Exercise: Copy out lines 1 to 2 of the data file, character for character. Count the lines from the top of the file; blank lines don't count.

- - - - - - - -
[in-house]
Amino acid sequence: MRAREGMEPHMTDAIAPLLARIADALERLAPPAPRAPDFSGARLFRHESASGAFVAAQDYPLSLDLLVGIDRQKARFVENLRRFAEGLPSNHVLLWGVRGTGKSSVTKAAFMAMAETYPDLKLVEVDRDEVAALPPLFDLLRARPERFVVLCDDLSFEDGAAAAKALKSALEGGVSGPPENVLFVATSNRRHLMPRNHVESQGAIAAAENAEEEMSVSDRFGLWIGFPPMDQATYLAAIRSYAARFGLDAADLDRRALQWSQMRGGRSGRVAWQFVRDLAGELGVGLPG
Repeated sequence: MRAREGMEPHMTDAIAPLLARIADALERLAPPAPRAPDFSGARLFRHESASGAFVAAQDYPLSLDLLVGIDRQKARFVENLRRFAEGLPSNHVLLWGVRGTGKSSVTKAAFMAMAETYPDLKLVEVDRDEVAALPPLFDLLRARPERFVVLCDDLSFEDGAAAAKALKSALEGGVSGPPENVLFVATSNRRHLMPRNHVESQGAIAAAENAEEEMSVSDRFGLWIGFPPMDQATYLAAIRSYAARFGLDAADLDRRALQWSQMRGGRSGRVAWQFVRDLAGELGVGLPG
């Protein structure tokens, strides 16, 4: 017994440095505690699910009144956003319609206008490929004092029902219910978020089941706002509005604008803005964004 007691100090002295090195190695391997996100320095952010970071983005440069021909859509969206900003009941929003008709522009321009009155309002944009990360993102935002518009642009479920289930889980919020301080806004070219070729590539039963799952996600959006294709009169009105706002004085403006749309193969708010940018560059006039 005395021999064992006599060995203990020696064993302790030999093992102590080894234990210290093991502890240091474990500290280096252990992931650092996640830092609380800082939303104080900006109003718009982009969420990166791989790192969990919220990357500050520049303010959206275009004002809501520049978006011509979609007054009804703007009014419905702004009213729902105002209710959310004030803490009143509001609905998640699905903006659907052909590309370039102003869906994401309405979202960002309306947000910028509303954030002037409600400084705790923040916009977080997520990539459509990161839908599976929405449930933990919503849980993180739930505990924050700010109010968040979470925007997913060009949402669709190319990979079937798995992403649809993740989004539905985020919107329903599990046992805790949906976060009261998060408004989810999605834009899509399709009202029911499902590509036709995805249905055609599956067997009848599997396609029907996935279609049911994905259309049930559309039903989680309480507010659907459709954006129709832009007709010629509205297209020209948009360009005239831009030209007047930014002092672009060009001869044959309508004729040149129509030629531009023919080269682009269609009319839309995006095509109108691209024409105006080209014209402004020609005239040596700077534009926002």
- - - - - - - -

[in-house]
Amino acid sequence: MRAREGMEPHMTDAIAPLLARIADALERLAPPAPRAPDFSGARLFRHESASGAFVAAQDYPLSLDLLVGIDRQKARFVENLRRFAEGLPSNHVLLWGVRGTGKSSVTKAAFMAMAETYPDLKLVEVDRDEVAALPPLFDLLRARPERFVVLCDDLSFEDGAAAAKALKSALEGGVSGPPENVLFVATSNRRHLMPRNHVESQGAIAAAENAEEEMSVSDRFGLWIGFPPMDQATYLAAIRSYAARFGLDAADLDRRALQWSQMRGGRSGRVAWQFVRDLAGELGVGLPG